KirBac 3.1: An inwardly rectifying K+ (Kir) ligand-gated ion channel
PDB Code: 1XL6
All channels exist in two major conformations: the closed and open states. Tight regulation of the transition process from the closed to the open state, known as gating, is key to ensuring that channels do not kill cells by dissipating their ionic gradients. However, equally as important is the fact that channels have to respond quickly and efficiently to a signal. There are many different signals that channels respond to including the change in voltage across the membrane and the binding of an assortment of ligands such as ATP, cAMP, ions and/or lipids. In order for the channel to respond to the appropriate ligand they have specific regulatory domains attached to the ion conduction pathway. The large number of regulatory domains ensures that a family of ion channels such as the K+ channels can be involved in a wide range of physiological processes from the release of hormones to the generation and propagation of electrical signals. The two crystal structures of the K+ channel KirBac3.1 from Magnetospirillum magnetotacticum has revealed important structural details of the gating process as the channel moves away from the closed toward the open state. KirBac3.1 is a member of the inwardly rectifying K+ (Kir) channel family, a ligand-gated ion channel. The structures were designated intermediate states 1 and 2 (IS1 and IS2).
In comparison with the closed state KirBac1.1 structure, a significant difference was observed in the arrangement of ions within the selectivity filter. This region, located on the extracellular side of the membrane, selects for K+ ions over the other monovalent cations. There are potentially four ion binding sites within the selectivity filter designated S1 to S4. In the IS1 structure three K+ ions are found in sites S1, S2 and S4. The ion arrangement in the selectivity filter shifts more toward the open state in the IS2 structure with all four sites occupied. However there is a significant aniostropic displacement of the ions around their respective binding sites in IS2.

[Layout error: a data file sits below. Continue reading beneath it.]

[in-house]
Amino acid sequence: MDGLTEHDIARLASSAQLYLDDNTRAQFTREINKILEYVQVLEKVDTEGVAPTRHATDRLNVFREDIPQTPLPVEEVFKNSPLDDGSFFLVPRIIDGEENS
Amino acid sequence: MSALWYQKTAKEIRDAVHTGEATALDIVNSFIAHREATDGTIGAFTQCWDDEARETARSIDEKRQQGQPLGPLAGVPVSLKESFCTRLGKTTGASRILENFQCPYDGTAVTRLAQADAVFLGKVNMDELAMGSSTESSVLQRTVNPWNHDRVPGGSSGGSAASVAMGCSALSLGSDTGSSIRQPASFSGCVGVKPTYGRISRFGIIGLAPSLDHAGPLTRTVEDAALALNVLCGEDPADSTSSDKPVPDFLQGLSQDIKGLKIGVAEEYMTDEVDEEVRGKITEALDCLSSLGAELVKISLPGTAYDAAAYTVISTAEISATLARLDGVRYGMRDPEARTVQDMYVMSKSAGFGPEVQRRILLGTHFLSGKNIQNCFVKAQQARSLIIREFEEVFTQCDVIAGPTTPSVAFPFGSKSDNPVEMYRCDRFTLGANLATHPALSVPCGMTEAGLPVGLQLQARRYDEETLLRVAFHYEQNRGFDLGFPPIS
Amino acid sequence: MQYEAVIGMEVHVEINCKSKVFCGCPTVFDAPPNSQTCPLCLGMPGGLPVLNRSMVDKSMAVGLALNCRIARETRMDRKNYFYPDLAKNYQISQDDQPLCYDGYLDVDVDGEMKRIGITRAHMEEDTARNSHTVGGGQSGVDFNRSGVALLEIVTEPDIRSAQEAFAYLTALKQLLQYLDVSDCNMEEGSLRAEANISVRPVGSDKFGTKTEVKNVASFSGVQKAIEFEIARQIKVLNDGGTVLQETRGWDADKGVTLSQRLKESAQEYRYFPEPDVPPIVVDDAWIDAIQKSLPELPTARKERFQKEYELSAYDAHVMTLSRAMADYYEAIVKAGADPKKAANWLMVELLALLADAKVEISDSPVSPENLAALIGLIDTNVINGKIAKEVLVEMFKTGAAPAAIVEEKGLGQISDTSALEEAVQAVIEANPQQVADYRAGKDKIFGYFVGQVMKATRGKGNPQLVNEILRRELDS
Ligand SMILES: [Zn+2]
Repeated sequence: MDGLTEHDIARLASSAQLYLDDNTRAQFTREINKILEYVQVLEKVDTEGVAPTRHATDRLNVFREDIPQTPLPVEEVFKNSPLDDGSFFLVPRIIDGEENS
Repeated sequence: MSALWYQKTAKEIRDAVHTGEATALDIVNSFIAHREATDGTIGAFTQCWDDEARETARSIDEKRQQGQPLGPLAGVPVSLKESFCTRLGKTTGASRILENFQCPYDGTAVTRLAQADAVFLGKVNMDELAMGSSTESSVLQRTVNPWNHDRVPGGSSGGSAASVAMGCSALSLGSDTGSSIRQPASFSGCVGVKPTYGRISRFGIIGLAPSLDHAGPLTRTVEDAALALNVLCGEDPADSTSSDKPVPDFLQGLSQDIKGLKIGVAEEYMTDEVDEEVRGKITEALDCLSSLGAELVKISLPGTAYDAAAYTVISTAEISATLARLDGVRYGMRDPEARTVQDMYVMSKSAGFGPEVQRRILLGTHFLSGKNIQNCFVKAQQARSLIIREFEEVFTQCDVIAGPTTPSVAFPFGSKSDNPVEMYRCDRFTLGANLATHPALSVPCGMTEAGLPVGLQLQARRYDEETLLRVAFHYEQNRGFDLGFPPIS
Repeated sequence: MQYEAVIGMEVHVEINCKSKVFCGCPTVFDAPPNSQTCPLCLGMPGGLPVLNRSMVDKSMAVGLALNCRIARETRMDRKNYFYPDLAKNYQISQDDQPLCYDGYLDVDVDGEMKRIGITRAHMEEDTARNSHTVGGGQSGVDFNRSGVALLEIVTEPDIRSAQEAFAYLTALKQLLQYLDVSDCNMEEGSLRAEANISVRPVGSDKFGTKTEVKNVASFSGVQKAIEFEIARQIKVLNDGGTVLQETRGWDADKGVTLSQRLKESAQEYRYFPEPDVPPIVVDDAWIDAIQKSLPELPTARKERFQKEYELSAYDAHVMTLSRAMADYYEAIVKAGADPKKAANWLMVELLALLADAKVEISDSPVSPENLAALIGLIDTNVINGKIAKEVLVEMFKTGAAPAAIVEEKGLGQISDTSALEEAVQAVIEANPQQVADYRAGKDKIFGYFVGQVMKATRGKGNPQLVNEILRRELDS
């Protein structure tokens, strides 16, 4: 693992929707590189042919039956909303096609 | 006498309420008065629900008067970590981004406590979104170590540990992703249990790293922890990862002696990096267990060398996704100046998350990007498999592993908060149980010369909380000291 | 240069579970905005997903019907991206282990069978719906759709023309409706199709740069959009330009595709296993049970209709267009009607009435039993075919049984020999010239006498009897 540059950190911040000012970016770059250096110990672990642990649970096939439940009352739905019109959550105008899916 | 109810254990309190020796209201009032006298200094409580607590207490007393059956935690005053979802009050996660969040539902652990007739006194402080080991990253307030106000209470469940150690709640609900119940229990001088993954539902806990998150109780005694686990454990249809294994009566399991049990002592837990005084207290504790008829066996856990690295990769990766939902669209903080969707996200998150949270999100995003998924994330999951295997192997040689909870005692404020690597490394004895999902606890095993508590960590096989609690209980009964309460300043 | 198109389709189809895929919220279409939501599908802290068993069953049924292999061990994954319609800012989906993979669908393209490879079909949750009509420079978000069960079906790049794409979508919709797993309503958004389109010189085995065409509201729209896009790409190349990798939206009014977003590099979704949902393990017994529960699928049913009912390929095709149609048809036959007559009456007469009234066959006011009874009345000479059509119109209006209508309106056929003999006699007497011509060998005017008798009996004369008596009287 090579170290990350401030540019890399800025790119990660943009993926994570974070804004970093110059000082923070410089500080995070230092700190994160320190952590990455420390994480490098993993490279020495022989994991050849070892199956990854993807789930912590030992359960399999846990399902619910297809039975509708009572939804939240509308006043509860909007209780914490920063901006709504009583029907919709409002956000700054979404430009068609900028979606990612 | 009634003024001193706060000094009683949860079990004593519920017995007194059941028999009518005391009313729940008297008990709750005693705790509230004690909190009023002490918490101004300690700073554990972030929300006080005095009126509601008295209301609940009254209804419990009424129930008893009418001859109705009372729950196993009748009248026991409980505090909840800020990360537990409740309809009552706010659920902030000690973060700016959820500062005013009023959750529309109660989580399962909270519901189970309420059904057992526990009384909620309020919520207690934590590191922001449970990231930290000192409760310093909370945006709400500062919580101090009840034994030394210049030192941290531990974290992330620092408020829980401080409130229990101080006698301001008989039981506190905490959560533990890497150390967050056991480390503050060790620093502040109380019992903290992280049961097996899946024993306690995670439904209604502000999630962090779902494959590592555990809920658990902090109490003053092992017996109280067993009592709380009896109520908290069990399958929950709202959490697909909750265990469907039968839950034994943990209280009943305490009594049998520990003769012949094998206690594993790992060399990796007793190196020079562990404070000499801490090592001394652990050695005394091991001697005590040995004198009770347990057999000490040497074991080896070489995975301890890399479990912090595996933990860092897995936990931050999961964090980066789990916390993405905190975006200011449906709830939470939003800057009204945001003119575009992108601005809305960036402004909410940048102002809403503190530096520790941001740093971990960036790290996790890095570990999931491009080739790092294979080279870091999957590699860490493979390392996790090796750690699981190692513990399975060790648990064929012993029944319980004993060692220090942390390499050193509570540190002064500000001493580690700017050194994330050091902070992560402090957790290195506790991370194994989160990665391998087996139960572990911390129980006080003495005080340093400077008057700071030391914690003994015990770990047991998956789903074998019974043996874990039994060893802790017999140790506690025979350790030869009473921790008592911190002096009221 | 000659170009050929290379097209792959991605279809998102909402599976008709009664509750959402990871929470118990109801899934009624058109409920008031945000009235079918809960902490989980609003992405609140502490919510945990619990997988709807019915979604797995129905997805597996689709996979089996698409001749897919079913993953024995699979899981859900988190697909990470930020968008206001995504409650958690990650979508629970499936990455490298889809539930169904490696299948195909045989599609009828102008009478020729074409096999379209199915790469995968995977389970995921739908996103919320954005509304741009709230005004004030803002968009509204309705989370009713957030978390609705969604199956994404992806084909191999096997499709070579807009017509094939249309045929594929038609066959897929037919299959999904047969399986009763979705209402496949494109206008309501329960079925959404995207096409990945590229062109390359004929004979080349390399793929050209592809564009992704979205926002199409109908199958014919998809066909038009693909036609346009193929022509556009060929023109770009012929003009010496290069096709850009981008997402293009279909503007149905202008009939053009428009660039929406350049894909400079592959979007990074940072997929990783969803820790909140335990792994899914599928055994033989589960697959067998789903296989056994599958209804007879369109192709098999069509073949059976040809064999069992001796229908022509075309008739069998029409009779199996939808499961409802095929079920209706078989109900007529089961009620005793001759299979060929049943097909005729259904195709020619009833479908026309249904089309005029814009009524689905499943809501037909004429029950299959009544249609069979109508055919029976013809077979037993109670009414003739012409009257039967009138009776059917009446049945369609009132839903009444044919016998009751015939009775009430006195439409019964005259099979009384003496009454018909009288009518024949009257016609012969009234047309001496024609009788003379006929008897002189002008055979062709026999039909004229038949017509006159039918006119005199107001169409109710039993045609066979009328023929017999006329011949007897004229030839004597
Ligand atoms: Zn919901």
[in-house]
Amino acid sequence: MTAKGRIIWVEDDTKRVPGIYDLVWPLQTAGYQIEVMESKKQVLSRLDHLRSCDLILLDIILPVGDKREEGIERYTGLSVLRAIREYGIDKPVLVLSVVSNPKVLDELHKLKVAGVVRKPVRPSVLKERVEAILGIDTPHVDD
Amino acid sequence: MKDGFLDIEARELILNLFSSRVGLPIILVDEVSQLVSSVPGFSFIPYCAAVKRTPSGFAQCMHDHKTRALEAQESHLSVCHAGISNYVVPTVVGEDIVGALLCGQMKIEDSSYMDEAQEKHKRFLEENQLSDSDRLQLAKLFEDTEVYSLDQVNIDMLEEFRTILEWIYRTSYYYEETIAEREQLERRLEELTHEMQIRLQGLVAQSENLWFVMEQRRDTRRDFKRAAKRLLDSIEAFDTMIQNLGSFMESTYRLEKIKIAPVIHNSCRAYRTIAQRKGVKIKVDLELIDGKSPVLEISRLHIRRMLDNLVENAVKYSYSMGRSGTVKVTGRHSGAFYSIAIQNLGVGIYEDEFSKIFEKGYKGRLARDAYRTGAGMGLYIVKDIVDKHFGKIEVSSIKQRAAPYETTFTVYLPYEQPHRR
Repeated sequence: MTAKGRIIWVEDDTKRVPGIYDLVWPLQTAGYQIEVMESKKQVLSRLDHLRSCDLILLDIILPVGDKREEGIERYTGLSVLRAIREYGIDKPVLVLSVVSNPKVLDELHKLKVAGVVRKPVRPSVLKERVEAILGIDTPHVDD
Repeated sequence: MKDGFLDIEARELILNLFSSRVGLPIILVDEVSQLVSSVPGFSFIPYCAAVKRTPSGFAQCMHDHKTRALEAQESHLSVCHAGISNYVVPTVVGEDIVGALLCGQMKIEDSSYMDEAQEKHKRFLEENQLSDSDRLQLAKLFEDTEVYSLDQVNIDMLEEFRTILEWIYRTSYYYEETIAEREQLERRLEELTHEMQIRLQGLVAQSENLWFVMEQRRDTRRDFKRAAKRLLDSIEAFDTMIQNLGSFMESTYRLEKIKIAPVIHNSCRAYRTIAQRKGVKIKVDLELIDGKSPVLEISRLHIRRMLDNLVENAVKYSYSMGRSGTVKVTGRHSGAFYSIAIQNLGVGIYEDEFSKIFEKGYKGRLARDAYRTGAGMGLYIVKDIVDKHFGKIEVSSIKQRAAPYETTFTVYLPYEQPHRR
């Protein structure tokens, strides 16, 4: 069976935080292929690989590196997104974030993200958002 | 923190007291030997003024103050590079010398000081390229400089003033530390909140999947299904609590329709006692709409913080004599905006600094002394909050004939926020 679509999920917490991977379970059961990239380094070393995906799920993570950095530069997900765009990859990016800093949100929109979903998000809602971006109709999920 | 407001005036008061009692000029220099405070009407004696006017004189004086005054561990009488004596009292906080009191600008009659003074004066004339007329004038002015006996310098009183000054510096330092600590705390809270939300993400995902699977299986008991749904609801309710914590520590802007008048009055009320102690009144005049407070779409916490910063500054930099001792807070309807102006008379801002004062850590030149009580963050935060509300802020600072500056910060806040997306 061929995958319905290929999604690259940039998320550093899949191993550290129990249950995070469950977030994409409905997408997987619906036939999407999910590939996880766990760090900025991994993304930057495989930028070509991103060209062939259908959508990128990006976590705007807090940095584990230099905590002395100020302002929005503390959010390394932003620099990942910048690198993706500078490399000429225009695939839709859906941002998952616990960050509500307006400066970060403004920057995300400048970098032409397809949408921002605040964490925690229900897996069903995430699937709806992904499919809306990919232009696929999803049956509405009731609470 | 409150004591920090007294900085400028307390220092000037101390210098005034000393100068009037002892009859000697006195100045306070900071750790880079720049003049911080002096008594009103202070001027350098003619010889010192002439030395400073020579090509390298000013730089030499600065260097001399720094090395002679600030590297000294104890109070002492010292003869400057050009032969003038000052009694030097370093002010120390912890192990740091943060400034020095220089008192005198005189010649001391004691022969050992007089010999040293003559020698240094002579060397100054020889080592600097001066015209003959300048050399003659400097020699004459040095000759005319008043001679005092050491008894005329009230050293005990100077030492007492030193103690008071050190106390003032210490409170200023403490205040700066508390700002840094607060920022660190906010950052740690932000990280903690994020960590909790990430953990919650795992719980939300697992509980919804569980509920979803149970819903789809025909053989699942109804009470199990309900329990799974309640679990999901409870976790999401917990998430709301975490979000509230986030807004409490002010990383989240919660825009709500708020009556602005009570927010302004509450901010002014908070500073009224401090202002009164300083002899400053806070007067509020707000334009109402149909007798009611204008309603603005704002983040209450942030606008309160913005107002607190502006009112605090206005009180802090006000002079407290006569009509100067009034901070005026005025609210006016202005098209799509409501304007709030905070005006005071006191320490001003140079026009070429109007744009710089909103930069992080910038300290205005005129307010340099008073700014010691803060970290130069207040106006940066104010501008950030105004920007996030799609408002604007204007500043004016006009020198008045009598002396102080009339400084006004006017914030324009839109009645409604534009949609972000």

Kir channels obtain their name from the fact that they preferentially allow the movement of ions in the inward direction. This is due to the outward movement of K+ ions being blocked by other cations that do not permeate the entire ion conduction pathway. It is known that both Mg2+ and polyamines are responsible for blocking K+ ion movement. A new Mg2+ binding site has been identified in both intermediate states. The location is in the selectivity filter on the side facing the cytoplasm, an ideal position for blocking K+ ion movement.
The central cavity in all K+ channels helps to stabilize an ion in the centre of the membrane by surrounding the ion with a polarisable medium - water. Previously it was believed that the water was unordered. However, the KirBac3.1 structures reveal a monolayer of water in the cavity. In the centre where the ion conduction pathway exists the waters are in a four-fold arrangement. This arrangement mimics the selectivity which has a four-fold arrangement of carbonyl oxygen atoms. Hence it is believed that the waters in the cavity form an extension of the selectivity filter potentially directing ion flow.
In the closed state of KirBac1.1, four hydrophobic Phe residues, located on the inner helices at the membrane/cytoplasm interface, come together to prevent ion movement indirectly by blocking water movement. As the channel goes into the open state these residues have to move, freeing the ion conduction pathway. In the IS2 structure its inner helices have partially opened up. This time the space in between the helices form a binding site for the second type of blocker, the polyamine spermine. This flexible molecule is held in place by hydrogen bonding to Tyr residues and a cation/pi interaction.
Overall the two KirBac3.1 crystal forms shed light on the intricate process of an ion channel as it progresses from the closed state toward the open state. The structures reveal changes in ion binding within the selectivity filter and movements of the inner helices. Mg2+ and spermine binding sites have been identified and the waters in the central cavity appear to be playing a more significant role in the process of ion conduction.
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